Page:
Fantastic Food at The FLATS

Walking into The FLATS, I scanned the bar to see if the hanging wicker chair in the corner was available. Located by a large window facing Wilshire Blvd., it’s the best seat in the house to swing and sip one of the clever cocktails made by Template Consulting’s Marcos Tello and The FLATS head barman Shaun Summers.

As my friend Carol handed me a white Russian cocktail to sip, I noticed the top was orange instead of a normal white color. This 1960s classic is updated with vodka, espresso liqueur, and house-made carrot cream, giving this drink an earthy sweetness. Near me, people were sipping a Hot Toddy comprised of Japanese whiskey, hot water, house-made winter spice cordial, lemon and orange juices.

Photo by Jill Weinlein

Looking up on the back wall, I admired the WRDSMTH typewriter mural with a piece of paper rolling up stating, “Aspire to inspire others and the universe will take note.” That sums up Michelin starred Executive Chef Paul Shoemaker and The FLATS owner and restaurateur Lisa Long.

Long isn’t a novice to the restaurant industry, celebrating thirty-years in the industry. I met her seven years ago when she opened Firenze Osteria with Top Chef fan favorite Fabio Viviani and his best friend Jacopo Fellini. When she discovered the former Red Medicine space was available, she created a restaurant specializing in flatbread. When her chef left, she hired Shoemaker to take over the kitchen at The FLATS.

Shoemaker worked with Michelin star chef Alan Ducasse and the French Laundry team in Yountville, before coming down to Los Angeles to work at Water Grill and Providence with Chef Michael Cimarusti. While working at Joe Pytka’s Bastide, he earned himself a Michelin star.

Photo by Jill Weinlein

I first met this talented chef during the opening of INTRO Art Gallery & Chef’s Table. The multi-sensory interactive dining experience included art, music and imaginative food. It was the first time I ate an edible “dime bag” made with translucent Japanese rice paper filled with powdered foie gras that was sweetened with cocoa puffs, pine nuts and carbonated caramel that offered a pop rocks candy experience. I remember placing the rice paper in my mouth, and discovering a textural whirlwind of melting, crunching and popping. Another treat I fondly remember were the crispy salmon skins topped with smoked salmon roe, a dollop of creme fraiche and sprinkle of Meyer lemon and micro celery. It was delicious.

Shoemaker prepares these creative appetizers at The FLATS plus adds a few more that include housemade soy mallows. These unique housemade mallows are ethereal and the wasabi peas on top give each one pizzazz. He dazzles fried olives with a whipped cremè fraiche and Meyer lemon gastrique dipping sauce. The long crispy Hen of the Woods mushrooms are served tempura style and enhanced with garlic water giving them an umami quality.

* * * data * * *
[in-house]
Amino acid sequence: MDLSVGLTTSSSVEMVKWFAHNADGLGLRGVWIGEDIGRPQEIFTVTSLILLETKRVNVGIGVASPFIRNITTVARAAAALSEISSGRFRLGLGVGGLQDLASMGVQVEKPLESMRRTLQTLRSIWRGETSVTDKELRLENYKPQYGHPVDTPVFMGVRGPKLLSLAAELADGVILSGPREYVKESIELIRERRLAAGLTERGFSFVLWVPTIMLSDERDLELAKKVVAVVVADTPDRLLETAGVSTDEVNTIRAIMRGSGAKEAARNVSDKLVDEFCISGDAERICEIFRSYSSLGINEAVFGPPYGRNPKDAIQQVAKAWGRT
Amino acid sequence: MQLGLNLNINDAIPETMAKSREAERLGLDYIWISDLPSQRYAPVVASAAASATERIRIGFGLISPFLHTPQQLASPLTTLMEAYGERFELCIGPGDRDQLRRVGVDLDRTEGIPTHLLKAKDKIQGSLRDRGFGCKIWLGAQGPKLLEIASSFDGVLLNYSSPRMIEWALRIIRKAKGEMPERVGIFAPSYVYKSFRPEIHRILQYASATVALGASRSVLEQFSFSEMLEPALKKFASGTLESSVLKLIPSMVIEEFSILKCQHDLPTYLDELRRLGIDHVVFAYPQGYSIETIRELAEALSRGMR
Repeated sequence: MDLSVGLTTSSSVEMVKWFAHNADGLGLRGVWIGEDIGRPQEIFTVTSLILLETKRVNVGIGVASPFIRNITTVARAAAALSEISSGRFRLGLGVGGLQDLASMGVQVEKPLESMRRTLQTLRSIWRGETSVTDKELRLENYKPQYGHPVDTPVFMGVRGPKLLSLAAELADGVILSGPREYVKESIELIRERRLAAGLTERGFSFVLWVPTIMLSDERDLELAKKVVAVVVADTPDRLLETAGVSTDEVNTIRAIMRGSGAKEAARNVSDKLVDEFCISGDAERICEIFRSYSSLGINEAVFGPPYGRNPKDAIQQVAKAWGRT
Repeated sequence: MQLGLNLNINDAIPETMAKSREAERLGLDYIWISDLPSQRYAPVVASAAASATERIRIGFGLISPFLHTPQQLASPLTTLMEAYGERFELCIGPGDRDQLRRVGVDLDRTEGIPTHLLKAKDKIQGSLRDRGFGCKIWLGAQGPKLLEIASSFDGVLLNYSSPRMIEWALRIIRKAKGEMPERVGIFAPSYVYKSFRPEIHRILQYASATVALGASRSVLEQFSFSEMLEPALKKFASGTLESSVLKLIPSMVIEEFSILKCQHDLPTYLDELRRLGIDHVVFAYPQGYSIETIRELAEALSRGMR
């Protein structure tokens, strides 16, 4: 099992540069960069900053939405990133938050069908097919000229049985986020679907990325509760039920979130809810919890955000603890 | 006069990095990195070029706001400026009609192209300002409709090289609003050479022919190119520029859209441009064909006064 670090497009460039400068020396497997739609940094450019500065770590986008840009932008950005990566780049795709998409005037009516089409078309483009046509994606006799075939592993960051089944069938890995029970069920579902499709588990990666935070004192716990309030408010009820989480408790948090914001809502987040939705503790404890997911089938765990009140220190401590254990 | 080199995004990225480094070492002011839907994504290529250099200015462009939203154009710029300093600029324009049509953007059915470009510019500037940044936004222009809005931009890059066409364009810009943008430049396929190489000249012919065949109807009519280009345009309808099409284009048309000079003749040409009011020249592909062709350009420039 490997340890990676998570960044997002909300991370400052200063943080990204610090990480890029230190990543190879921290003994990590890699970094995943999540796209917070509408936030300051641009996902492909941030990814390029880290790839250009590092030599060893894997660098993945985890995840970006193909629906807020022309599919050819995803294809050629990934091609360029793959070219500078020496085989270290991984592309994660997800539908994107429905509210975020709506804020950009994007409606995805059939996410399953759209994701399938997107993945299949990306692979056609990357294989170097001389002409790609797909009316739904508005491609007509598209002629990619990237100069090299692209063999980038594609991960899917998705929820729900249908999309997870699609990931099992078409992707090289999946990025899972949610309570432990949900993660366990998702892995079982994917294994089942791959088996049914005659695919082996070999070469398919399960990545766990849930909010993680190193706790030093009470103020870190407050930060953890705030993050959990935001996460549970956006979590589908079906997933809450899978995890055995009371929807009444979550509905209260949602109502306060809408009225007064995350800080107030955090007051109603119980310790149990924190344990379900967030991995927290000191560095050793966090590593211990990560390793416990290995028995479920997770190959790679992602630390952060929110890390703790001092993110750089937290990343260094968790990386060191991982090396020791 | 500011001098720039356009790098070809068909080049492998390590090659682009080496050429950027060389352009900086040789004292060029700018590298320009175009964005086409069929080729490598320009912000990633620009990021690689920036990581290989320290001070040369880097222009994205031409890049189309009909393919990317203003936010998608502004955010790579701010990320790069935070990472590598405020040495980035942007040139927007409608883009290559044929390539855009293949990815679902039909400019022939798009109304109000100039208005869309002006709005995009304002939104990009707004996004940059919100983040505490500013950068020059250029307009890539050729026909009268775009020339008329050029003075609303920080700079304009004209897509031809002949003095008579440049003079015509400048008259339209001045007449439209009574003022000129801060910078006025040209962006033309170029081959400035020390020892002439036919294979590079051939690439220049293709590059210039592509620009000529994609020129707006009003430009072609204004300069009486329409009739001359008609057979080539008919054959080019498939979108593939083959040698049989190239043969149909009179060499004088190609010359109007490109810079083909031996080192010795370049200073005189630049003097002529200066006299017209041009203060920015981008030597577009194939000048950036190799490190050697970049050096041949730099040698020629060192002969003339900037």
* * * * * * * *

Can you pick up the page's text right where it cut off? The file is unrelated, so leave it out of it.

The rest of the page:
Shoemaker assembles a handful of seasonal salads that include his winter pear salad sprinkled with honey poached cranberries, cocoa, and goat cheese. His grilled Little Gem is adorned with avocado, pickled blueberries, Reggiano dressing, and brioche croutons.
Since The FLATS is located in the flats of Beverly Hills, the menu still features a variety of artisanal flatbread vegetarian and house-cured meat pizzas. They are made with in-house pizza dough and sauces.

Friendly Service at The FLATS. Photo by Jill Weinlein

Biting into the FLAT’S Burger, I tasted the savoriness of bacon, Gruyere cheese and earthiness of the caramelized onions and rosemary aioli spread on the bun. This dish is served with hand-cut Kennebec fries. He also makes a pork belly burger called the Honey Boo Boo Burger that is intensified with whipped honey butter and a soft-ripened Robiola cheese made with cow’s, goat’s and sheep milk.

For those seeking pasta, there are two winning dishes, a vegetarian housemade Pappardelle with porcini mushrooms, tomatoes and parmesan cheese. The Maine lobster Bolognese is topped with a tomato sauce over the housemade Italian-style egg spaghetti alla chimera.

The FLATS offers a variety of Flatbread. Photo by Jill Weinlein

Two other Italian dishes include meatballs bathed in tomato sauce, with burrata, arugula, and crispy ciabatta; and a meatless ricotta gnocchi dotted with macadamia nuts, sauteed spinach, tomatoes, and burgundy truffle.